By Eric Peterson | May 14, 2015
Salt Lake City, Utah
Go Carts and Thrill Rides
Salt Lake City
The company's late founder, Dave Fitzgerald, lived his life to the fullest -- and fastest. He raced cars and built and piloted planes before an air accident cost him his life in August 2014.
"Not only did the company represent him, he lived his life the same way he ran the company," says GM Troy Mickelson, who joined the company late last year. "He was always happy to show off the new toys he'd got."
Fitzgerald started the company making thrill rides and go-carts in the late 1980s, but Thriller has evolved into a busy job shop in the decades since, despite its hair-raising name. Mickelson says Fitzgerald "stayed under the radar and built this company from the ground up."
The company now works in steel fabrication and welding for the construction and energy industries, and provides manufacturing services for a diverse group of Utah companies, including Asphalt Zipper in Pleasant Grove as well as Salt Lake City-based Cambelt and Innovative Iron.
The Thriller differentiator, says Mickelson, is "upper-end equipment," including a high-end plasma cutter, a programmable 350-ton press brake for precision bending, and a plate roller. "It'll roll 20-inch-diameter, one-inch-thick plate steel all day long," says Mickelson of the latter. Fitzgerald "bought equipment you don't see in every shop on every street."
Mickelson calls the company's NUKON PRO laser cutter "the crown jewel" of Thriller's equipment. "It'll cut ¾-inch plate and it also etches."
Regardless of the machine involved, the company's forte is problem solving, says Mickelson, pointing to Innovative Iron's spiral staircases as a prime example. "We figured out a way to roll this where it's 20 percent the cost of everybody else. The contractors are really liking that."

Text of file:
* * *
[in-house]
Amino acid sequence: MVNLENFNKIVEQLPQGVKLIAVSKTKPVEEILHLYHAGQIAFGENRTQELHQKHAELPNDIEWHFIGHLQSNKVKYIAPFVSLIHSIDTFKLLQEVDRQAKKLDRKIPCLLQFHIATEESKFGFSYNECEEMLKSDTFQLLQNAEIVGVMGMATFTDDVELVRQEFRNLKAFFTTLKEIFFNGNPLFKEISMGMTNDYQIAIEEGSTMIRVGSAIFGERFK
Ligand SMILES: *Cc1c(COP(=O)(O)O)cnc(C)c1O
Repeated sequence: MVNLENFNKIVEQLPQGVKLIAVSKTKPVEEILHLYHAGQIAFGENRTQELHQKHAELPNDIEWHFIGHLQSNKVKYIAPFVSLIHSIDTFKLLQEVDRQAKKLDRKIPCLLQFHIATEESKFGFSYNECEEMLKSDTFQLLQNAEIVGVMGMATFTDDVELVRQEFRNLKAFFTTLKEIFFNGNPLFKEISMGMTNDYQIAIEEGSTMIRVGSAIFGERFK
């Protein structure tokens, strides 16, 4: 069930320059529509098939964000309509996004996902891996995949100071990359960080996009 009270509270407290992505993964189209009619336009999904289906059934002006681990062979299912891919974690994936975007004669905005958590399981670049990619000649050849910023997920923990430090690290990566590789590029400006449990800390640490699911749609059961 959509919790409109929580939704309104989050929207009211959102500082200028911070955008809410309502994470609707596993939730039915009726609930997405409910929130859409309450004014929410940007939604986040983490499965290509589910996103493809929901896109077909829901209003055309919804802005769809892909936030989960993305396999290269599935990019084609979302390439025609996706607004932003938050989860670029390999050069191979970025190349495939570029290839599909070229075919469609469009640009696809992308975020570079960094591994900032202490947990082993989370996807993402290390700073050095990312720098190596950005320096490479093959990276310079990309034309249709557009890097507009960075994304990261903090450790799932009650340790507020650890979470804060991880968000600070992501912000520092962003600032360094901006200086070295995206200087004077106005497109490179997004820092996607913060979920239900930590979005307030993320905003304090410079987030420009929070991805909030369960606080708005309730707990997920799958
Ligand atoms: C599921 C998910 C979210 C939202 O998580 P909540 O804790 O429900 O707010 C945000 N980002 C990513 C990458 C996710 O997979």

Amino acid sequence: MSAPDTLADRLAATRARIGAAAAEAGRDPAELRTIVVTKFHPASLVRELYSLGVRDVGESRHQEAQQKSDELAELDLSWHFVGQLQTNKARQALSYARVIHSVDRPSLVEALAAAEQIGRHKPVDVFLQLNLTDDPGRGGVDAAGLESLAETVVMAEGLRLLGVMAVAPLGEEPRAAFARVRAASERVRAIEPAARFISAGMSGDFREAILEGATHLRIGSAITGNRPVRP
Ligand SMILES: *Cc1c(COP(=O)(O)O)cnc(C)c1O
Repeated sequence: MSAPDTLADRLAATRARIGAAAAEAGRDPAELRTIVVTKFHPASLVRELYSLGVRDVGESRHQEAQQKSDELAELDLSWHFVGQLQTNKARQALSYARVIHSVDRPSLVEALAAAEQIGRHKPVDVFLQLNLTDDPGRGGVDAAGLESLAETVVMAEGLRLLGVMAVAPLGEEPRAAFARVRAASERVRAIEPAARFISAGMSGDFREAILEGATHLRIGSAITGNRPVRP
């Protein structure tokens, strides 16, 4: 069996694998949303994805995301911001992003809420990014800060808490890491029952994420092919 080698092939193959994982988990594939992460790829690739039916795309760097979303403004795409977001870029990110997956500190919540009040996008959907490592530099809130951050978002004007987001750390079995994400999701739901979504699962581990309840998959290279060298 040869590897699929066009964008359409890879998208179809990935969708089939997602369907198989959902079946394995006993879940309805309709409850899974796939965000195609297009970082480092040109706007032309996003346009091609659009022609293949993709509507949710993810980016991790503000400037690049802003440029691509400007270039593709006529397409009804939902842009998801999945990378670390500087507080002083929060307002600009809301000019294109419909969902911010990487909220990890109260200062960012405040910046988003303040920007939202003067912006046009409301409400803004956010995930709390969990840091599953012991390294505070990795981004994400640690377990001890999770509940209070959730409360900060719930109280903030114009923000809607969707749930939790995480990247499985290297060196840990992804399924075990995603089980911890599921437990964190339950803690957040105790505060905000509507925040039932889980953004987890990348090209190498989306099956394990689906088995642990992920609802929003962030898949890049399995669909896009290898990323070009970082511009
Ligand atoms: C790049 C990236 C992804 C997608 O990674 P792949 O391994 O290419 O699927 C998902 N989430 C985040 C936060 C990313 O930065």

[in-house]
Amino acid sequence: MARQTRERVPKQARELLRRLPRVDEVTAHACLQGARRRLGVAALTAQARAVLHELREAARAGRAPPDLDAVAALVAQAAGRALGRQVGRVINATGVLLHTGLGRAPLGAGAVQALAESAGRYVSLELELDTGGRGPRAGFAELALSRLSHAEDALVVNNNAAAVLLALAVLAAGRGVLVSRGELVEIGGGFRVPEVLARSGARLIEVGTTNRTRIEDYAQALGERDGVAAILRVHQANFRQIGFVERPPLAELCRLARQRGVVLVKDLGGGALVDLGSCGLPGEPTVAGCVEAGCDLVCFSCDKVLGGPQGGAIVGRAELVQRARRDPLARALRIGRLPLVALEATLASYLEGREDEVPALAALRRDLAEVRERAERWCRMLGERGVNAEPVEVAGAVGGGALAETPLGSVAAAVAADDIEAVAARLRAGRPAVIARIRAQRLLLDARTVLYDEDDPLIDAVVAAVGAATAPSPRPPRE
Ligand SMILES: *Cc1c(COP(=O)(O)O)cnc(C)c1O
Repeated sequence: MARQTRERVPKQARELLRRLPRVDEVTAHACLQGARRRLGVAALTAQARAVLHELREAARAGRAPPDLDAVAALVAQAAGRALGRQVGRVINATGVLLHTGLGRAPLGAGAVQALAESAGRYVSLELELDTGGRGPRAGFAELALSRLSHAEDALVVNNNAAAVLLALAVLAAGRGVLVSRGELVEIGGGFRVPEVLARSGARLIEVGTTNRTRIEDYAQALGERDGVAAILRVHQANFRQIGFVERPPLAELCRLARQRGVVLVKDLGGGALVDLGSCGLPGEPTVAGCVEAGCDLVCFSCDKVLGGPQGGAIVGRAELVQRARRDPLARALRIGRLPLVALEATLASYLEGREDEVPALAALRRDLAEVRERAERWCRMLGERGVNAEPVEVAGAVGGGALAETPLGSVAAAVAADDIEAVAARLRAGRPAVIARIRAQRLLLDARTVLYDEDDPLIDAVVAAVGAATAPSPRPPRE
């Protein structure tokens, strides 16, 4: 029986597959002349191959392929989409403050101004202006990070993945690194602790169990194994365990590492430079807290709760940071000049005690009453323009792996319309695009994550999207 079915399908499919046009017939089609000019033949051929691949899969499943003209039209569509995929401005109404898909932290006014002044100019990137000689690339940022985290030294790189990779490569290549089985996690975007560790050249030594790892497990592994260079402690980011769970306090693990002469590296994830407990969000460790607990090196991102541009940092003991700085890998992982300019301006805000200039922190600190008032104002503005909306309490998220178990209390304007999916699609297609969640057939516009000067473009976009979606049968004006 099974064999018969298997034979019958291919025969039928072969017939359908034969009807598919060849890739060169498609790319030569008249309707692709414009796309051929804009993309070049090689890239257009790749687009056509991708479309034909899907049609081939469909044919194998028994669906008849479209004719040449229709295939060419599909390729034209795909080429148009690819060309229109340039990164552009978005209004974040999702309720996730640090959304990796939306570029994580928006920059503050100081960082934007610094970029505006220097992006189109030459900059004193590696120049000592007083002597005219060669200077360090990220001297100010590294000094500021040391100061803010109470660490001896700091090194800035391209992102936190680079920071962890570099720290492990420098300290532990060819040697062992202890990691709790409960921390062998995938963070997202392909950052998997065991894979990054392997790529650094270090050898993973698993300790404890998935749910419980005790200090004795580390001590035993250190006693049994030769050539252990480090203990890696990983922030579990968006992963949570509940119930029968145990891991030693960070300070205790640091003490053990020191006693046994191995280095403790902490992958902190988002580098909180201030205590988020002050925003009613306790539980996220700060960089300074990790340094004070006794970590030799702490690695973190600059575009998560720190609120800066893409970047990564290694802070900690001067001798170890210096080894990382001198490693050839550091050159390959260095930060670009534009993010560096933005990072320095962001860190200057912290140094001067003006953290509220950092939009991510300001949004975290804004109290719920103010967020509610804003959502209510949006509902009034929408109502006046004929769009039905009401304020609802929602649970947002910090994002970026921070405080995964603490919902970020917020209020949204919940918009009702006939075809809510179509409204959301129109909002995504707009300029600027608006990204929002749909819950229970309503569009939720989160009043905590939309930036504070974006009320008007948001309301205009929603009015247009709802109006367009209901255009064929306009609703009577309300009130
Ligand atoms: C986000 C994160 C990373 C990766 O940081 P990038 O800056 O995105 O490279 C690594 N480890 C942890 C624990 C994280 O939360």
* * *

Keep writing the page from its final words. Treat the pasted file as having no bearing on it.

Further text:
Material processing is another Thriller strength. "A lot of people know if they can't find a specific kind of material, I can find it for them. We have the potential to work with any kind of materials -- whatever you need."
Mickelson credits the company's employees, several of whom have been with the company for more than 10 years. "Our fabricators are some of the best there are," he says. "I've been in the steel business since I was 15 years old -- I'm 54 now -- and we've got some very talented people here."
Challenges: The market for welding and fabrication "reminds me of the '80s and '90s when you had upswings and downswings," says Mickelson. Low oil prices are one factor, but he sees another upswing gaining steam: Thriller has a growing number of prospects in the pipeline in 2015. "I've been quoting an awful lot," he says.
Opportunities: Providing services to local steel suppliers who are running at maximum capacity. "The cutting, the bending, the rolling," explains Mickelson.
He also says Thriller is now approved to bid on federal contracts in all 50 states. "Now I can quote on anything in the country for the government."
Needs: More production space. "We're about out of fabrication room," says Mickelson. "I'm looking at a facility right next door to me -- just drive the forklift right over."
He says he's seen a recent uptick in demand for screw flights, a market that would require an investment in new equipment, and notes, "That might be something we would look into."